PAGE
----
Those retailers who take the time to develop tailored recruitment specifications and support them with appropriate methods to attract candidates to interview are more likely to begin the process with a strong candidate pool and finish with more than one suitable applicant after interviewing.
Evaluating Applicants- Confirm Interview Quality
Although a standard selection process may be defined in an organisation it is possible that in reality things may not progress as expected. When excessive applications are received, the recruitment process is pressured by urgency, clarity on recruitment procedures is unavailable or not requested, or any number of alternate challenges arise the interview process can be compromised.
It is essential then that organisations take steps to clarify the consistency and quality of interviews prior to making final selections. This can be done through examining interview records to ascertain the method of questioning adopted and the quality of information gleaned so ensure quality in benchmarking.
Compare and Contrast Applicants
Establishing clear selection criteria provides a benchmark from which to accurately review candidate suitability.
Job descriptions and job specifications if developed at the commencement of the recruitment process provide all the information required to develop comprehensive selection criteria.
Employing a weighted selection process can assist in the equitable comparison of candidates. A record sheet for this approach ideally lists the attributes outlined in the position description and job specification (selection criteria).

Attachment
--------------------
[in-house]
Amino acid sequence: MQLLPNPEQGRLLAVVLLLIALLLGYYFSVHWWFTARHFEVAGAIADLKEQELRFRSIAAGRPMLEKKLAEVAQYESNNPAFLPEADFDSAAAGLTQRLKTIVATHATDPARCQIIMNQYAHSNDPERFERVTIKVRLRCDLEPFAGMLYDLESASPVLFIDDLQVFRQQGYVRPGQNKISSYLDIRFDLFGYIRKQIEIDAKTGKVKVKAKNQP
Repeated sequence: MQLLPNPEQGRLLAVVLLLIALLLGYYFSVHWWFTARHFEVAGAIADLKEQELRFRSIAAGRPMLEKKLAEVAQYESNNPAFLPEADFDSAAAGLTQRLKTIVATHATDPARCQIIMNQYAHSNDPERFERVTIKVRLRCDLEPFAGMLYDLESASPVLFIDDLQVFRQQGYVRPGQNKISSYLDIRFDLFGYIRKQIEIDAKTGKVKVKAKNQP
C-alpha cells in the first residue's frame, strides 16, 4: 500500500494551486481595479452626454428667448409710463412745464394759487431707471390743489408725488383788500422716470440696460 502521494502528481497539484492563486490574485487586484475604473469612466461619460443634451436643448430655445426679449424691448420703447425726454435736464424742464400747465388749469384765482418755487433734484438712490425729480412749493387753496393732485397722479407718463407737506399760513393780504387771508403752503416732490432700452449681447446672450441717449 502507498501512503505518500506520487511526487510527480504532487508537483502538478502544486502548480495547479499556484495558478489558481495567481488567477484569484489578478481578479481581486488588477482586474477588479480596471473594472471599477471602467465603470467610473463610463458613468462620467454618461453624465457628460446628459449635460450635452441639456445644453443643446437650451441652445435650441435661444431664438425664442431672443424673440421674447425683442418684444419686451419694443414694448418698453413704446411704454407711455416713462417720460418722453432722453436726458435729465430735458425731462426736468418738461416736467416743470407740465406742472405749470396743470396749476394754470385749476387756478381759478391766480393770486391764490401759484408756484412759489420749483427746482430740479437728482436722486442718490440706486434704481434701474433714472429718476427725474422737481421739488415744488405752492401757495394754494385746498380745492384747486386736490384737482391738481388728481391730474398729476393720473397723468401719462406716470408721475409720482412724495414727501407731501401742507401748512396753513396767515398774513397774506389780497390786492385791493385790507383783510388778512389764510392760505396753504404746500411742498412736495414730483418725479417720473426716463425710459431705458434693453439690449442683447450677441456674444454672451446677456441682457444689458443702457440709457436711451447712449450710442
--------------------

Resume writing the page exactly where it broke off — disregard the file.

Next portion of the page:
Attributes and skills are prioritised through weighting that is assigned according to how important it is for the position you are filling (the weightings should add to 100). After each interview candidates are marked for each skill or attribute, on a scale 1 = poor to 5 = excellent.
Scores are then calculated for each candidate by multiplying their rating by the weighting for each skill or attribute. The candidates are then ranked on their total scores.
Example Record sheet for objectively ranking candidates when using a weighted selection process
When the final short-list of ideal candidates has been identified it is necessary to conduct reference checks. The process should be taken seriously as it can often shed further light on the attributes of shortlisted candidates. It is common to ask questions around work ethic, punctuality and reliability, honesty, rapport with colleagues and customers, why they left and whether they would be employed again.
Previous employers are preferred referees over personal contacts, particularly applicant’s immediate supervisors. It is standard practice not to contact an organisation for which the applicant is still working (unless the applicant has given specific permission) as to do so is a violation of the Privacy Act 1988.
When conducting reference checks it can be helpful to consider:
- Reference checking questions should only focus on the duties of the role. Listen to how the answers are given. This often conveys a lot of feelings and attitudes.